The Gamma probability distribution is very useful to express the presumed prevalence of errors in a population. It has two parameters, a and b, representing shape and scale, respectively. The most likely error is (a-1)b but 0 when a <1; an upper error limit can be derived from the standard Excel function GAMMA.INV(confidence level; a;b). Mean and variance are ab and ab2 respectively.
Graphically, a Gamma distribution can be shaped in many forms: A sample of n items from a population of M monetary units with k errors has a most likely error of k M/n and a maximum error of GAMMA.INV(confidence, k+1, M/n). This makes b to be estimated by M/n and a by k+1.
These formulas can be used to design and evaluate sample results. One detail: the Excel function GAMMA.INV(confidence; a; b) is not always reliable for large values of b and for calculations one should use its scaling property giving GAMMA.INV(confidence; a; 1) x b.
Sample expansion to improve the accuracy of estimated adjustments
Expanding a sample after finding too many errors to a new sample size for which that very number of errors found is acceptable, increases the risk of incorrect acceptance. Therefore, if the original sample size was designed based on tolerated risk, sample expansion will imply that tolerated risk is exceeded and required assurane cannot be achieved.
This implies that when the number of errors exceeds the planned number, sample expansion does not solve the consequence that estimated maximum error exceeds performance materiality. In those situations the amount to be inspected needs to be adjusted before it can be accepted. The most likely error amount is the best candidate for the adjustment amount, but even after that correction, the estimated maximum error may still exceed performance materiality. In that situation, sample expansion can be a good tool to reduce precision, being the distance between the estimated maximum error and the most likely error. This spreadsheet may be helpful.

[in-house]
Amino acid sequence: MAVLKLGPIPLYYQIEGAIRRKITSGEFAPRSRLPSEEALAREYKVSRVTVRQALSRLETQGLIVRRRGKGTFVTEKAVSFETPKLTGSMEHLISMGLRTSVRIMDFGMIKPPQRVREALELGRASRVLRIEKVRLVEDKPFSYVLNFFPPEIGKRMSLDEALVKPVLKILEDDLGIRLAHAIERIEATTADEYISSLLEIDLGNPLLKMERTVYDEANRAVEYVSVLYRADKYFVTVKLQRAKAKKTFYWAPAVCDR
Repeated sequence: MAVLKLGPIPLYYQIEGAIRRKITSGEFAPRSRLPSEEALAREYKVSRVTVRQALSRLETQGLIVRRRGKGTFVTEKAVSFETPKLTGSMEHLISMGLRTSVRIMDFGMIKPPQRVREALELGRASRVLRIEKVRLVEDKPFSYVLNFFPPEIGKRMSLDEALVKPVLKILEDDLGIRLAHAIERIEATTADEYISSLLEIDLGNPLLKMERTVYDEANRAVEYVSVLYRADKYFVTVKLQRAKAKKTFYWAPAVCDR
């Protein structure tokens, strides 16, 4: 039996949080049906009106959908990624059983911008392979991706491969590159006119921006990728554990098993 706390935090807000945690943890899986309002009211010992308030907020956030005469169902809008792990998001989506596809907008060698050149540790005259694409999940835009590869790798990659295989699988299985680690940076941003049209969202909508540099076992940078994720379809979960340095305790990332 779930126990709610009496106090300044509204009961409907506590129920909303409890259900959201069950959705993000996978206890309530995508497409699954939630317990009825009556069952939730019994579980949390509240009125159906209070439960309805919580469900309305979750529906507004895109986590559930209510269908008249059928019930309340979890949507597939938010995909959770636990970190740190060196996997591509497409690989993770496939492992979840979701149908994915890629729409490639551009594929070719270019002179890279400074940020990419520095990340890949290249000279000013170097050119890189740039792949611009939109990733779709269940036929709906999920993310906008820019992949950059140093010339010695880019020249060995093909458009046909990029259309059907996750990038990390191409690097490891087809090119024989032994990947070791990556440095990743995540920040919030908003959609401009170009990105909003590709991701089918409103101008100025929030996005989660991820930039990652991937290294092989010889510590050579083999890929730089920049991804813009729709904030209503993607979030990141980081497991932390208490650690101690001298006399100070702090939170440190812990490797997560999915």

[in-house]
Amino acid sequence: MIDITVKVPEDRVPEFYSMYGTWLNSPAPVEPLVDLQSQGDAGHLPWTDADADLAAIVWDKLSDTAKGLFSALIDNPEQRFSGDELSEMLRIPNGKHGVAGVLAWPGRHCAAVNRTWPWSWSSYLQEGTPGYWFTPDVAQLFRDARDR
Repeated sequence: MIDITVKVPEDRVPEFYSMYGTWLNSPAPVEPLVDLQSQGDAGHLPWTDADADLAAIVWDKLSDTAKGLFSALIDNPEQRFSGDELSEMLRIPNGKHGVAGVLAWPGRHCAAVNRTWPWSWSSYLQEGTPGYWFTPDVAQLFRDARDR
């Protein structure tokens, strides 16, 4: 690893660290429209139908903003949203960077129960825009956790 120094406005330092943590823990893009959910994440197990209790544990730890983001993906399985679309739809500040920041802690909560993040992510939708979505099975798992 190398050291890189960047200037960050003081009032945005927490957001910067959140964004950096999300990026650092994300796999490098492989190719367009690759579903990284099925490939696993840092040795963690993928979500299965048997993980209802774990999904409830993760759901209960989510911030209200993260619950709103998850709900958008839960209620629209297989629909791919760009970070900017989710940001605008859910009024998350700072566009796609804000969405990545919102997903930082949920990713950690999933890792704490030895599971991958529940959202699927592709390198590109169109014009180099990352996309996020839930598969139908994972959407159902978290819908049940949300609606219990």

The sheet yields (by trail and error or by using goal seek) an additional sample size that, assuming it will pick up additional errors in the same fraction as in the first sample, will yield a precise enough estimate of the amount to be adjusted before accepting the population. As a rule of thumb, each additional 100% error can be overcome by 1/3 of sample size.
Consequences of changes in the sampling plan during the year
MUS samples can only be evaluated properly when the interval J = M/n is kept constant over the entire population. Underestimation of the population size therefore may lead to too much work, but adjusting J during the year leads to aggregation problems. Stewart et al.1) have proposed an approximation to the gamma aggregation.
If n1 were selected from M1 with k1 errors and n2 from M2 with k2, we have k1 Gamma distributed with a1 = k1+1 and b1 = M1/n1 yielding an expected value of a1b1 and a variance of a1b1^2 and k2 Gamma distributed with a2 = k2+1 and b2= M2/n2 yielding an expected value of a2b2 and variance a2b2^2 so overall k is approximately Gamma distributed with expectation a1b1+a2b2 and variance a1b1^2 + a2b2^2. This gives us overall b as variance divided by expectation and overall a as expectation divided by b.